Changing the definition of success in the 21st century: Derek Handley

Last Thursday I had the pleasure of seeing Derek Handley speak in the flesh at the Priority 1 event held at ASB arena. For the first time in my life, someone managed to articulate what I say each day, in public, and have the cred to back it up. When I describe it, people try to entertain the thought of a world where people, planet and profit aren’t mutually exclusive. But when a charismatic millionaire like Derek Handley describes it – they can see it.


As a member of his (and old mate Richard Bransons’) positive change project ‘The B Team’, I’ve always associated his work with future thinking groups online, or through various positive change organisations on the Why Waste Facebook news feed. This association somehow never extended to Priority 1. ‘Driving economic growth’ – a tag line which contradicts the multifaceted nature of Dereks message. Though I have to hand it to them, It was a great event and I truly felt that the 300 odd people in the room were genuinely open to his messages.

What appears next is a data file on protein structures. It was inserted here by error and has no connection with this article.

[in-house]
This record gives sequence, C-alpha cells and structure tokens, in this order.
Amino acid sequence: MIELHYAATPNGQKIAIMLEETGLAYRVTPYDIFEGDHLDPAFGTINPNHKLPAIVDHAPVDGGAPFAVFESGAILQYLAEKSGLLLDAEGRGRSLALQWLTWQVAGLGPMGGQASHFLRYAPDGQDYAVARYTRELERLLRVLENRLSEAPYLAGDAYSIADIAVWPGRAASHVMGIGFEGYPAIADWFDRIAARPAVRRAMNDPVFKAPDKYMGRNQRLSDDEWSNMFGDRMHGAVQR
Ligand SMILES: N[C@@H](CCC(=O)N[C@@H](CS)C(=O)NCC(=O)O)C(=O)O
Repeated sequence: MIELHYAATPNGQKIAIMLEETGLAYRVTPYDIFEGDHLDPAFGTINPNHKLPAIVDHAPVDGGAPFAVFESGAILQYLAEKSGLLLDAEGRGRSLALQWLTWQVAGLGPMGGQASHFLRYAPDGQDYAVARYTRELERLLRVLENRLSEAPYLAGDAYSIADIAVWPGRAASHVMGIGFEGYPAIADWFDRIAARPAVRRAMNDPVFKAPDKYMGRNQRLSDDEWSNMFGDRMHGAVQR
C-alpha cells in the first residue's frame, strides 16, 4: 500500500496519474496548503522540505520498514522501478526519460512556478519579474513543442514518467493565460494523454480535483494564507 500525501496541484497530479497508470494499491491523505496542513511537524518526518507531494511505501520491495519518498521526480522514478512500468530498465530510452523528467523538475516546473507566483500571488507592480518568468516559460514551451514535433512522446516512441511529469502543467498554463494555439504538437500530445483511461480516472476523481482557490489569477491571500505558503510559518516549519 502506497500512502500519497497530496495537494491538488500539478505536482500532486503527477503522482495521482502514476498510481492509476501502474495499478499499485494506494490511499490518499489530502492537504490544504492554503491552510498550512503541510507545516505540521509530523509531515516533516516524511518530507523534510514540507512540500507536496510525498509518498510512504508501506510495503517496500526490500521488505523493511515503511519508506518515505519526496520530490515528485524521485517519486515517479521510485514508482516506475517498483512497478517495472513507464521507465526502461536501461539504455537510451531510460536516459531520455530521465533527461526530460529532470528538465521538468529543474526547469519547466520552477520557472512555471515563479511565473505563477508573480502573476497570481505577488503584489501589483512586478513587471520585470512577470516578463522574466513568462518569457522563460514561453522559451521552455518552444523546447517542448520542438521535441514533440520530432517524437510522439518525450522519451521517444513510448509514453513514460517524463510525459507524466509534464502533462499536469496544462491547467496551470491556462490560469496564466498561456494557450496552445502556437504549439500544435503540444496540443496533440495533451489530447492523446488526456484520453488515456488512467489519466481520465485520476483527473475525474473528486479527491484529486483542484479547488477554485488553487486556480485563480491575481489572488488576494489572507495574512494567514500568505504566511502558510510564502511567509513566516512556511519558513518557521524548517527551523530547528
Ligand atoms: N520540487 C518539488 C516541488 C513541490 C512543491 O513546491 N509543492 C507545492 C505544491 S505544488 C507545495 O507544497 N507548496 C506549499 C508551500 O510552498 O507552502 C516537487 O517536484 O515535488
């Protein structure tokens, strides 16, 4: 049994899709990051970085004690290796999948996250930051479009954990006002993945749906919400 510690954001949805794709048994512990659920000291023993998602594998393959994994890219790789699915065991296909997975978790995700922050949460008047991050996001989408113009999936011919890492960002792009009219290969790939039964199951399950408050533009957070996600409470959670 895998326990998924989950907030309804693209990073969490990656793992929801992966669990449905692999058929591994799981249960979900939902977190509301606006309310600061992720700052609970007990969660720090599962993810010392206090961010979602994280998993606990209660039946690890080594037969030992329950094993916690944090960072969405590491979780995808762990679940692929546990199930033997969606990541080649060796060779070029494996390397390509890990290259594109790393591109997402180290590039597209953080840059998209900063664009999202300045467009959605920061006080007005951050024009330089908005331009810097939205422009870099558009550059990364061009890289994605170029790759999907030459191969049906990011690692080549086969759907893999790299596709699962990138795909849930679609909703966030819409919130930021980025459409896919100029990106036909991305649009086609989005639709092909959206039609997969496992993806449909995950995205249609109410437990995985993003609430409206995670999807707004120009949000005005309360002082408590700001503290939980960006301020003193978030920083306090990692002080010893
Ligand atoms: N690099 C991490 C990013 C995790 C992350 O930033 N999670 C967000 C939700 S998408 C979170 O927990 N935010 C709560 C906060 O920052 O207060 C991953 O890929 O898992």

I would encourage those unfamiliar with Derek Handley to watch this interview at the world economic forum. I especially appreciate it how he begins his narrative within an easily stomachable critique of last century’s interpretation of business success, leading into what success might mean in this century. This allows him to engage the ‘successful’ people of last century without shaming or blaming them with it’s now-obvious shortcomings, and includes them in finding the solution through the common language of business. Indeed, any collaboration or community based solution will require effective communication, and a lack of eco-literate businessmen, or corporate-able activists is what has separated the business community from environmentalists and social advocates in the past.


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This bus in the UK is powered by humanure! …Imagine powering our society from our organic waste stream. Why Waste it when you can use it?


At Why Waste we are helping our contributors divert their biodegradable waste from landfill. This is very important, but it’s only phase one of the solution.


The big plan is to direct the Bay of Plenty’s organic waste stream into a thermophilic digester, which produces not only amazing compost but a source of powerful fuel. This fuel can be used to generate electricity, power vehicles, produce heat – the Bay’s very own source of renewable energy!


The Dry Dock Cafe

Big ups to Roger and Sandy from the The Dry Dock Cafe for diverting 75kgs/120litres of organic waste from the landfill in just one week!


These guys are such a pleasure to work with and their new cafe extension is looking lush! Check them out on Wharf Street in Tauranga